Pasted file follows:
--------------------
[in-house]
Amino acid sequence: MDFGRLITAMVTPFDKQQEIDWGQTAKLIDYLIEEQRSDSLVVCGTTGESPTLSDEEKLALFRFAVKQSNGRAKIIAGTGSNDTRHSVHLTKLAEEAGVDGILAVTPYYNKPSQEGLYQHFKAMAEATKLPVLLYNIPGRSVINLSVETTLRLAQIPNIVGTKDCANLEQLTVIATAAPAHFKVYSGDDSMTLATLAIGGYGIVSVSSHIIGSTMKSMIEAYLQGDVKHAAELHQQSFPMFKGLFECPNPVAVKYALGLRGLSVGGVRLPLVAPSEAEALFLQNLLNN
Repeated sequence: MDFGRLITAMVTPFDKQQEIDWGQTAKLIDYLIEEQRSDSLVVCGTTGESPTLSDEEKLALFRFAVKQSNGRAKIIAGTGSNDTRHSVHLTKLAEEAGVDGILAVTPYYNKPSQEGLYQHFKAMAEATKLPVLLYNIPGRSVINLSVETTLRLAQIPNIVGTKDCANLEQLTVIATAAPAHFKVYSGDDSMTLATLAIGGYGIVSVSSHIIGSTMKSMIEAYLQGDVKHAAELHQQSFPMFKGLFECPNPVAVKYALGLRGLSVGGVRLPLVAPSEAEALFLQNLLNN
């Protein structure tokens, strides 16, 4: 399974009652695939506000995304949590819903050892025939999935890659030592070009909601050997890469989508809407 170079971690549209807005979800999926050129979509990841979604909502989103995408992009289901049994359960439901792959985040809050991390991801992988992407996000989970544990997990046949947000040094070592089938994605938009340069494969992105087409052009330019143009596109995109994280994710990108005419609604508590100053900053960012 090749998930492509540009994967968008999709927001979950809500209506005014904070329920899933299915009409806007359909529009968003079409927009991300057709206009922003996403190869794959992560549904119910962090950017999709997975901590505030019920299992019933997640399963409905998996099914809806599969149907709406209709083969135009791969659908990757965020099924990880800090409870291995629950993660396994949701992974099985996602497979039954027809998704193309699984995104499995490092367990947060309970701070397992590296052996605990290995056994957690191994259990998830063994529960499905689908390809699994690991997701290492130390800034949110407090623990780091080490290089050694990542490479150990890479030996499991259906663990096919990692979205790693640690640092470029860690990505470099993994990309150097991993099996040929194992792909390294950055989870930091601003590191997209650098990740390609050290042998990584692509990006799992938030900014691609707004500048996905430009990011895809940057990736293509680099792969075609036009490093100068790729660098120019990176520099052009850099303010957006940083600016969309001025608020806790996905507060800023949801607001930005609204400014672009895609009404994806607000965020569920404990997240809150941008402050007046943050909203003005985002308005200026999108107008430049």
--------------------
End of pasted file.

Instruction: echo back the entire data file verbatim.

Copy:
[in-house]
Amino acid sequence: MDFGRLITAMVTPFDKQQEIDWGQTAKLIDYLIEEQRSDSLVVCGTTGESPTLSDEEKLALFRFAVKQSNGRAKIIAGTGSNDTRHSVHLTKLAEEAGVDGILAVTPYYNKPSQEGLYQHFKAMAEATKLPVLLYNIPGRSVINLSVETTLRLAQIPNIVGTKDCANLEQLTVIATAAPAHFKVYSGDDSMTLATLAIGGYGIVSVSSHIIGSTMKSMIEAYLQGDVKHAAELHQQSFPMFKGLFECPNPVAVKYALGLRGLSVGGVRLPLVAPSEAEALFLQNLLNN
Repeated sequence: MDFGRLITAMVTPFDKQQEIDWGQTAKLIDYLIEEQRSDSLVVCGTTGESPTLSDEEKLALFRFAVKQSNGRAKIIAGTGSNDTRHSVHLTKLAEEAGVDGILAVTPYYNKPSQEGLYQHFKAMAEATKLPVLLYNIPGRSVINLSVETTLRLAQIPNIVGTKDCANLEQLTVIATAAPAHFKVYSGDDSMTLATLAIGGYGIVSVSSHIIGSTMKSMIEAYLQGDVKHAAELHQQSFPMFKGLFECPNPVAVKYALGLRGLSVGGVRLPLVAPSEAEALFLQNLLNN
């Protein structure tokens, strides 16, 4: 399974009652695939506000995304949590819903050892025939999935890659030592070009909601050997890469989508809407 170079971690549209807005979800999926050129979509990841979604909502989103995408992009289901049994359960439901792959985040809050991390991801992988992407996000989970544990997990046949947000040094070592089938994605938009340069494969992105087409052009330019143009596109995109994280994710990108005419609604508590100053900053960012 090749998930492509540009994967968008999709927001979950809500209506005014904070329920899933299915009409806007359909529009968003079409927009991300057709206009922003996403190869794959992560549904119910962090950017999709997975901590505030019920299992019933997640399963409905998996099914809806599969149907709406209709083969135009791969659908990757965020099924990880800090409870291995629950993660396994949701992974099985996602497979039954027809998704193309699984995104499995490092367990947060309970701070397992590296052996605990290995056994957690191994259990998830063994529960499905689908390809699994690991997701290492130390800034949110407090623990780091080490290089050694990542490479150990890479030996499991259906663990096919990692979205790693640690640092470029860690990505470099993994990309150097991993099996040929194992792909390294950055989870930091601003590191997209650098990740390609050290042998990584692509990006799992938030900014691609707004500048996905430009990011895809940057990736293509680099792969075609036009490093100068790729660098120019990176520099052009850099303010957006940083600016969309001025608020806790996905507060800023949801607001930005609204400014672009895609009404994806607000965020569920404990997240809150941008402050007046943050909203003005985002308005200026999108107008430049």